Wednesday Workout: Answering Your Questions

For today’s Wednesday Workout, I will be answering your fitness questions! I’ll field a few that I have heard recently, then feel free to ask any (fitness related) questions in the comment section and I’ll do my best to answer. Actually, you can ask almost any question, except maybe car repair questions and I’ll answer.

You might say that I am answering questions today because I am unprepared for the usual Wednesday Workout. Or that I am lazy and just didn’t want to work out. Well, you’d be right wrong! Well, you’d be kind of right. I had a plan this morning to video my run, but, as you’ll see tomorrow in my post, “Why I Need a GoPro,” it just didn’t work out.

Someone left some love for my run this morning.

#1 From Confused Carl: “I saw this on a blog the other day, and it told me to do one thing, then I read somewhere else to do the opposite. So really, what should I do first, cardio or strength?”

Ah, the question of the decade, as difficult to answer as whether the chicken or the egg came first. And the answer will be…whatever works for you.

Frequently trainers will recommend to their clients that they do their strength training first, while they are fresh and strong, and can deal with lifting heavy weights before tiring themselves out with their cardio.

My opinion is that it varies, depending on your goals. And by goals, I mean not only overall, but daily and weekly goals as well. For example, say you are a marathon runner who has added strength training to your program. Yes, you want to get strong. But what is your priority? If it is running, then get on the treadmill and do your miles while you are fresh and finish with some moderate strength training (note: I wouldn’t recommend strength training after a long run, but this may come up on other, more moderate distance, days of the week).

Or, say you are that same runner, but today you are coming to lift some serious weight, complete a tough core circuit, and have an easy run day. In that case, I’d suggest doing the weights first (after a warm up), because they are your priority for the day.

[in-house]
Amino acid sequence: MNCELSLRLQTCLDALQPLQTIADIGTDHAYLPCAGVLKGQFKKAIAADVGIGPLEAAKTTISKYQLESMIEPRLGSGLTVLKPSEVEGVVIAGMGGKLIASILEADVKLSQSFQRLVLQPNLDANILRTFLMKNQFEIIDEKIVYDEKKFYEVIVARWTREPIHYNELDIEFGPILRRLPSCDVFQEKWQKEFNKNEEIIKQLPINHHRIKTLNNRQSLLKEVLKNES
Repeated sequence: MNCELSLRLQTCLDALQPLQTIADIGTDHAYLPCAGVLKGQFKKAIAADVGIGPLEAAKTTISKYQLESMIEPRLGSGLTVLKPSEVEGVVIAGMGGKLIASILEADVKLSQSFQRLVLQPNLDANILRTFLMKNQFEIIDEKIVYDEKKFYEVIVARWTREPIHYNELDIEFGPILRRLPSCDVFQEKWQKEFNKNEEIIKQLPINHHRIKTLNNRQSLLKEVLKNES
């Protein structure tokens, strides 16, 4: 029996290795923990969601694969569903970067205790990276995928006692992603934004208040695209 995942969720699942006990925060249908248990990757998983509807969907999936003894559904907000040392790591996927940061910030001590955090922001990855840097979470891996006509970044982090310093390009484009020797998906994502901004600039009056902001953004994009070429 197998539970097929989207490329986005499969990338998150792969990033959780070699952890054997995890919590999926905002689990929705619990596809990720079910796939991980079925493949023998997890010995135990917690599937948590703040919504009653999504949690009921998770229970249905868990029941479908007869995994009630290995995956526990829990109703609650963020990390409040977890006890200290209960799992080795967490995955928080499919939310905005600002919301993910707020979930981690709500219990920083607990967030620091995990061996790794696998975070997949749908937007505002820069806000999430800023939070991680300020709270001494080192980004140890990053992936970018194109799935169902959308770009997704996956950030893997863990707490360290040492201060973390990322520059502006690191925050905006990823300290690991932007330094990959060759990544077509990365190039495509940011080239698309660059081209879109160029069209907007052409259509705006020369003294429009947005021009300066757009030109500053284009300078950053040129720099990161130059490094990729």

So, think about what your priorities are. Then you will know what to do first.


Another kind of love this morning on the run, a beautiful sunrise.

#2 From Clumsy Carla (no, miz, I’m not talking about you): “Do you think I should do yoga? I’d be really bad at it. I can’t touch my toes. I’m just not bendy. Plus, my balance is terrible.”

I’m sorry, I don’t mean to be rude, but did you hear what you just said? Those are exactly the things that yoga is excellent for! I know you might have images of a class full of super bendy yogis, standing on their heads in full splits, but unless you’re in the advanced class (which, ahem, I wouldn’t recommend for you yet), you will be surrounded by people just like you!

Yoga is a total body miracle workout. It will make you stronger, more flexible, and more balanced (both on one foot and in life in general). It will calm your mind, help you set priorities, and teach you to breathe (no, you don’t already know how to breathe).

Speaking of super bendy, you might not want to go this far:

#3 From Soppy Sam: “My buds tell me that hitting the beer garden after a race is the best thing for recovery. Is that true?”

Sorry, Charlie, er, Sam. Not so much. You may have been told that the carbs in beer make it a great post-workout drink, but I’m sorry to tell you that it is a poor choice. Beer is a natural diuretic, which is the opposite of what you need after a workout. Beer will make you lose more water instead of replenishing what you’ve already lost.  The little bit of potassium that beer has is much better supplied by a glass of orange juice or real food accompanied with a glass of water.

So, there you have it. Whether you watched the video or read the text (or both..I love you), you have my answers. Do you agree? If not, let me know. You can also tell me if you do agree, I like that :-). Do you have any questions that you’d like answered? Promise, I’ll do my best.